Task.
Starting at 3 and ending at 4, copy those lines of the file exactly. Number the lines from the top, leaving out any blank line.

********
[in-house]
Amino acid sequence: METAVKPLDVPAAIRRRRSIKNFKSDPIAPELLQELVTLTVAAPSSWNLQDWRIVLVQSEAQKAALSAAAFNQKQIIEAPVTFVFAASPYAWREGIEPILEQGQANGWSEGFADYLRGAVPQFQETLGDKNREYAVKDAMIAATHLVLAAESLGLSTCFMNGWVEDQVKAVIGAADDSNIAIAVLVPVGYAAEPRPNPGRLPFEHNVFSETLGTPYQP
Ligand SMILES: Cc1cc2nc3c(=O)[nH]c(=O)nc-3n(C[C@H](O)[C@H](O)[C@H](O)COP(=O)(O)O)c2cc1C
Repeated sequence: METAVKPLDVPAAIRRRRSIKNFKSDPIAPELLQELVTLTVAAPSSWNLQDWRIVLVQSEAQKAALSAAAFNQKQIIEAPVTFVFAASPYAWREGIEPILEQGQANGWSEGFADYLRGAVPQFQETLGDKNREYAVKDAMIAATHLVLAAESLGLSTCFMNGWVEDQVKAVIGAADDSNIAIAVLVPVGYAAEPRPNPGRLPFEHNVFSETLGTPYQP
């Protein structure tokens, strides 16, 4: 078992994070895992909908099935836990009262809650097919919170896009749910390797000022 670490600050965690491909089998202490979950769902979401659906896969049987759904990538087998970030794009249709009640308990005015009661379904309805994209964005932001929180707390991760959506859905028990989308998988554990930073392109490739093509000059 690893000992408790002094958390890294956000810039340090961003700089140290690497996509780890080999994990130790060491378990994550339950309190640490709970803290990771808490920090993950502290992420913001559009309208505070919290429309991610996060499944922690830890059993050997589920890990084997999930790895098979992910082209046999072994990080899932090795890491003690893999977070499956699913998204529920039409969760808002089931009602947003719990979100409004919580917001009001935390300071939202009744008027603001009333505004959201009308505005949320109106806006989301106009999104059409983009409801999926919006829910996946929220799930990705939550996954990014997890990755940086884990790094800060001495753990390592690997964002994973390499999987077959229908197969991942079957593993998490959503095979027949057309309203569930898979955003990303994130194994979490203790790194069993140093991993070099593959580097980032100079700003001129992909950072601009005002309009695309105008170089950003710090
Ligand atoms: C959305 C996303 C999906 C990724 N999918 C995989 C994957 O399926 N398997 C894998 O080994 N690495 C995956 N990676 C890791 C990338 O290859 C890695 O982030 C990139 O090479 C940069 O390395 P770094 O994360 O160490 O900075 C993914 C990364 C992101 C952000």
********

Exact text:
Ligand SMILES: Cc1cc2nc3c(=O)[nH]c(=O)nc-3n(C[C@H](O)[C@H](O)[C@H](O)COP(=O)(O)O)c2cc1C
Repeated sequence: METAVKPLDVPAAIRRRRSIKNFKSDPIAPELLQELVTLTVAAPSSWNLQDWRIVLVQSEAQKAALSAAAFNQKQIIEAPVTFVFAASPYAWREGIEPILEQGQANGWSEGFADYLRGAVPQFQETLGDKNREYAVKDAMIAATHLVLAAESLGLSTCFMNGWVEDQVKAVIGAADDSNIAIAVLVPVGYAAEPRPNPGRLPFEHNVFSETLGTPYQP